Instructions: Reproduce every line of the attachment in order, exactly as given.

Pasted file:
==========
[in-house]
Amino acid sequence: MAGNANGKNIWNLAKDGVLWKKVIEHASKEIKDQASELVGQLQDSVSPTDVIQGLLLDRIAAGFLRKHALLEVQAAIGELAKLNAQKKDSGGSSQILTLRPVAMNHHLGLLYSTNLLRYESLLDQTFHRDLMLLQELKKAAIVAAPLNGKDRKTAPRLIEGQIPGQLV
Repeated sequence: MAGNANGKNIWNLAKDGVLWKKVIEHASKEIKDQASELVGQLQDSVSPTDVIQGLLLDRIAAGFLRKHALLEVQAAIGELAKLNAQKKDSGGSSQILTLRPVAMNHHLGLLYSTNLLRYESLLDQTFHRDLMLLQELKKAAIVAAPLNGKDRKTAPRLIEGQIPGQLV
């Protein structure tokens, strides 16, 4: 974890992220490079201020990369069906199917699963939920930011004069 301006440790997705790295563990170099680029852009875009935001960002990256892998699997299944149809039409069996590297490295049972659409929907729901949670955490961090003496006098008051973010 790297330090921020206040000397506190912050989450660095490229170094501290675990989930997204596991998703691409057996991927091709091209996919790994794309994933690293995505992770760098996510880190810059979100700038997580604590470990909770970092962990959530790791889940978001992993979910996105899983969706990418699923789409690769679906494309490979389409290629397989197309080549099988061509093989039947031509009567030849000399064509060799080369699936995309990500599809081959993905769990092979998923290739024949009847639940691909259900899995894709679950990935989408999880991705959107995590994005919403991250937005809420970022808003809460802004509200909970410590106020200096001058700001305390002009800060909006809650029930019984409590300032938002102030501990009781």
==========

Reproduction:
[in-house]
Amino acid sequence: MAGNANGKNIWNLAKDGVLWKKVIEHASKEIKDQASELVGQLQDSVSPTDVIQGLLLDRIAAGFLRKHALLEVQAAIGELAKLNAQKKDSGGSSQILTLRPVAMNHHLGLLYSTNLLRYESLLDQTFHRDLMLLQELKKAAIVAAPLNGKDRKTAPRLIEGQIPGQLV
Repeated sequence: MAGNANGKNIWNLAKDGVLWKKVIEHASKEIKDQASELVGQLQDSVSPTDVIQGLLLDRIAAGFLRKHALLEVQAAIGELAKLNAQKKDSGGSSQILTLRPVAMNHHLGLLYSTNLLRYESLLDQTFHRDLMLLQELKKAAIVAAPLNGKDRKTAPRLIEGQIPGQLV
């Protein structure tokens, strides 16, 4: 974890992220490079201020990369069906199917699963939920930011004069 301006440790997705790295563990170099680029852009875009935001960002990256892998699997299944149809039409069996590297490295049972659409929907729901949670955490961090003496006098008051973010 790297330090921020206040000397506190912050989450660095490229170094501290675990989930997204596991998703691409057996991927091709091209996919790994794309994933690293995505992770760098996510880190810059979100700038997580604590470990909770970092962990959530790791889940978001992993979910996105899983969706990418699923789409690769679906494309490979389409290629397989197309080549099988061509093989039947031509009567030849000399064509060799080369699936995309990500599809081959993905769990092979998923290739024949009847639940691909259900899995894709679950990935989408999880991705959107995590994005919403991250937005809420970022808003809460802004509200909970410590106020200096001058700001305390002009800060909006809650029930019984409590300032938002102030501990009781």